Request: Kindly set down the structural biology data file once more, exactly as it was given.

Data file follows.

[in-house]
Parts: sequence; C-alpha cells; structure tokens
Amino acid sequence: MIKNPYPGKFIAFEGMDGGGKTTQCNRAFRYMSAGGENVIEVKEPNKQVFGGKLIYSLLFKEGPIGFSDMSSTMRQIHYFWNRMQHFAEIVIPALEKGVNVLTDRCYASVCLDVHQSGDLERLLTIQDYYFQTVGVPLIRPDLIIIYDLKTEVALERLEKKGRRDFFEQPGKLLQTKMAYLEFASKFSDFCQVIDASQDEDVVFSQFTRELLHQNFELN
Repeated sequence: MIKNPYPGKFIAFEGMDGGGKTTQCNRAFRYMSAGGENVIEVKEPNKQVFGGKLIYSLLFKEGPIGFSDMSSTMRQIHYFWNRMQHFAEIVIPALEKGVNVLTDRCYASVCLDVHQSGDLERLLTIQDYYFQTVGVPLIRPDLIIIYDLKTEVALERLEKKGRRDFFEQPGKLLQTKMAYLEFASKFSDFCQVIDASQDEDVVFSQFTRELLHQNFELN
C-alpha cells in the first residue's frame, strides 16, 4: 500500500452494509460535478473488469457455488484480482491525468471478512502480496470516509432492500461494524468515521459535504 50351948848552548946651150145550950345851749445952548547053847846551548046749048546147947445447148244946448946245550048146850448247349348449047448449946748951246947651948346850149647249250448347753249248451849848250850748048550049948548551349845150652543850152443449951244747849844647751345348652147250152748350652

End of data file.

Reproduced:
[in-house]
Parts: sequence; C-alpha cells; structure tokens
Amino acid sequence: MIKNPYPGKFIAFEGMDGGGKTTQCNRAFRYMSAGGENVIEVKEPNKQVFGGKLIYSLLFKEGPIGFSDMSSTMRQIHYFWNRMQHFAEIVIPALEKGVNVLTDRCYASVCLDVHQSGDLERLLTIQDYYFQTVGVPLIRPDLIIIYDLKTEVALERLEKKGRRDFFEQPGKLLQTKMAYLEFASKFSDFCQVIDASQDEDVVFSQFTRELLHQNFELN
Repeated sequence: MIKNPYPGKFIAFEGMDGGGKTTQCNRAFRYMSAGGENVIEVKEPNKQVFGGKLIYSLLFKEGPIGFSDMSSTMRQIHYFWNRMQHFAEIVIPALEKGVNVLTDRCYASVCLDVHQSGDLERLLTIQDYYFQTVGVPLIRPDLIIIYDLKTEVALERLEKKGRRDFFEQPGKLLQTKMAYLEFASKFSDFCQVIDASQDEDVVFSQFTRELLHQNFELN
C-alpha cells in the first residue's frame, strides 16, 4: 500500500452494509460535478473488469457455488484480482491525468471478512502480496470516509432492500461494524468515521459535504 50351948848552548946651150145550950345851749445952548547053847846551548046749048546147947445447148244946448946245550048146850448247349348449047448449946748951246947651948346850149647249250448347753249248451849848250850748048550049948548551349845150652543850152443449951244747849844647751345348652147250152748350652